Losing an hour of sleep each spring is the price we all pay for more sunshine, warmer weather, and the anticipation of the upcoming summer. You might be experiencing a bout of sleepiness, dark circles under your eyes, and a crabby demeanor, and we don’t blame you – weekends are short enough as it is! If you’re still struggling to catch up after losing a precious hour of sleep this weekend, we’ve got a few tips that should help you make it through the week.
Take a Nap
Typically, we recommend only napping when absolutely necessary to avoid messing with your regular sleep schedule. However, if the time change over the weekend still has you feeling tired, go ahead and nap, but the National Sleep Foundation recommends that you keep it to 20-30 minutes.1
As long as you avoid exercising too close to bedtime, or exercising too hard for your comfort level, the activity should help you fall asleep faster and fall into a deeper sleep.2 Try taking a walk, going for a swim, or practicing a few yoga poses and you’ll be off to sleep in no time.
It’s common knowledge that caffeine is a stimulant – it’s the reason some of us love a cup of coffee first thing in the morning. Avoiding it during the second part of your day is a good idea if your goal is to fall asleep easily; it takes up to 6 hours for just half of the caffeine you’ve consumed to be eliminated from your body!3 And while alcohol may help you fall asleep, it reduces rapid eye movement (REM) sleep which is needed to restore your body. When you lose out on REM sleep, your body can’t repair itself and you’ll wake up feeling tired and might have poor concentration throughout the day.4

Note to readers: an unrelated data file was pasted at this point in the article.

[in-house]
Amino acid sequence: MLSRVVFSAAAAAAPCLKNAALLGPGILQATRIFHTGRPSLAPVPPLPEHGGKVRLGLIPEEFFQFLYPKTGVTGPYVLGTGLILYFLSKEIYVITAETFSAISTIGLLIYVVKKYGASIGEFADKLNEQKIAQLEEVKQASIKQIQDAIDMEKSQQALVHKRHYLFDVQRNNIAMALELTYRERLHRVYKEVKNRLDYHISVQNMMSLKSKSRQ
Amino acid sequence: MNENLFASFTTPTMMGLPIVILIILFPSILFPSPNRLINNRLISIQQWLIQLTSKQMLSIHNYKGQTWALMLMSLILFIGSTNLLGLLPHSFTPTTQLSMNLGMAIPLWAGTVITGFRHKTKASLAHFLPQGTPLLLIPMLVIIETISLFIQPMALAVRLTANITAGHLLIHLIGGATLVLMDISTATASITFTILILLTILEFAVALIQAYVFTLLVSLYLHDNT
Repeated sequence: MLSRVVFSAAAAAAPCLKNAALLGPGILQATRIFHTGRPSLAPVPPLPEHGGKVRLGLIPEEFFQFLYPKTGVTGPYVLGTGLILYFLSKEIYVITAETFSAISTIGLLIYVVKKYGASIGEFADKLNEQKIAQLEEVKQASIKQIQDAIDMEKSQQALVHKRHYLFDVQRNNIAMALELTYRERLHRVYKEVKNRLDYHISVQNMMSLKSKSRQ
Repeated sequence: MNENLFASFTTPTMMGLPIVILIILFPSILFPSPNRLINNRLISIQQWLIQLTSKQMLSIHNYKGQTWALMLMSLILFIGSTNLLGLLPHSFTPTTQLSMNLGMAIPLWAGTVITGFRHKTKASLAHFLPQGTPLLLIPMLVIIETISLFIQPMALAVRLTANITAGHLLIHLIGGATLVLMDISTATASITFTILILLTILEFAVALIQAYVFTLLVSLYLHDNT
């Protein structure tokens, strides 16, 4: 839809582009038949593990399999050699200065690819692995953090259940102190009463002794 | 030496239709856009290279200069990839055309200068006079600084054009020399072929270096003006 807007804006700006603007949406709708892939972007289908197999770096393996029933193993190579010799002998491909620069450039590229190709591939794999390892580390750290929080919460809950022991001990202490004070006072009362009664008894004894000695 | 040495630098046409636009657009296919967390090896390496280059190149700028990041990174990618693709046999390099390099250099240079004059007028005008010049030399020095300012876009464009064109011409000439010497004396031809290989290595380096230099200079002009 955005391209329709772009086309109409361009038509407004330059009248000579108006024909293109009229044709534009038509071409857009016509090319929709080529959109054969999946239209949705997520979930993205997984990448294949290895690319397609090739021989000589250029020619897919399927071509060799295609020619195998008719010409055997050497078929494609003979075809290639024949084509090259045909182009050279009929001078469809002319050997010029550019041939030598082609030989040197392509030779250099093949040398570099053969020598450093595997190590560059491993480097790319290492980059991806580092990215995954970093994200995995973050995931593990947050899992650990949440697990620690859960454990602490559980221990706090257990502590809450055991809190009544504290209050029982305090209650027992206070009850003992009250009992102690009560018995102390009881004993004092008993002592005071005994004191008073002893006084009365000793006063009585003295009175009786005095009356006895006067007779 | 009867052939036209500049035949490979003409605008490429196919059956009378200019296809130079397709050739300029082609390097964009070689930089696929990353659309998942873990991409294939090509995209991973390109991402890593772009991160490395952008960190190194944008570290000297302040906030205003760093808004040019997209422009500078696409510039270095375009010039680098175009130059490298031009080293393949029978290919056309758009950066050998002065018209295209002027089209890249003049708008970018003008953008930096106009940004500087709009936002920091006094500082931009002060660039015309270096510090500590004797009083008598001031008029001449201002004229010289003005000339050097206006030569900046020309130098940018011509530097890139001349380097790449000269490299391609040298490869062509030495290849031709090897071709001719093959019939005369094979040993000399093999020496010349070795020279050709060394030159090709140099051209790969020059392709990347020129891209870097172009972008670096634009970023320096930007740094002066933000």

Eat Light at Night
Some people think it’s a bad idea to eat before you go to sleep, however there can be benefits to a late-night snack if you choose the right foods. Cherries, bananas, fortified cereal, and dairy products all have sleep-promoting qualities. Make sure to skip the bacon cheeseburger, dark chocolate (hidden caffeine!) and sodas or energy drinks.
In order for your mind and body to wind down and eventually fall asleep, it is important to give yourself some time to relax. Breathe deeply, stretch your muscles, and make sure your bedroom is conducive for sleep (i.e. it’s a good time to turn off the mobile devices and turn on some soft, calming music).
If those tips aren’t helpful, just think about the next time daylight savings comes around. While it’s exciting to think about the extra hour of sleep we’ll get that weekend, we’ll also be preparing for the great winter hibernation (at least our fellow Minnesotans will be). Get outside and enjoy the sun while you can; your body will catch up to the hour of sleep you lost in no time.
1"Napping." National Sleep Foundation. National Sleep Foundation, n.d. Web. 10 Mar. 2016.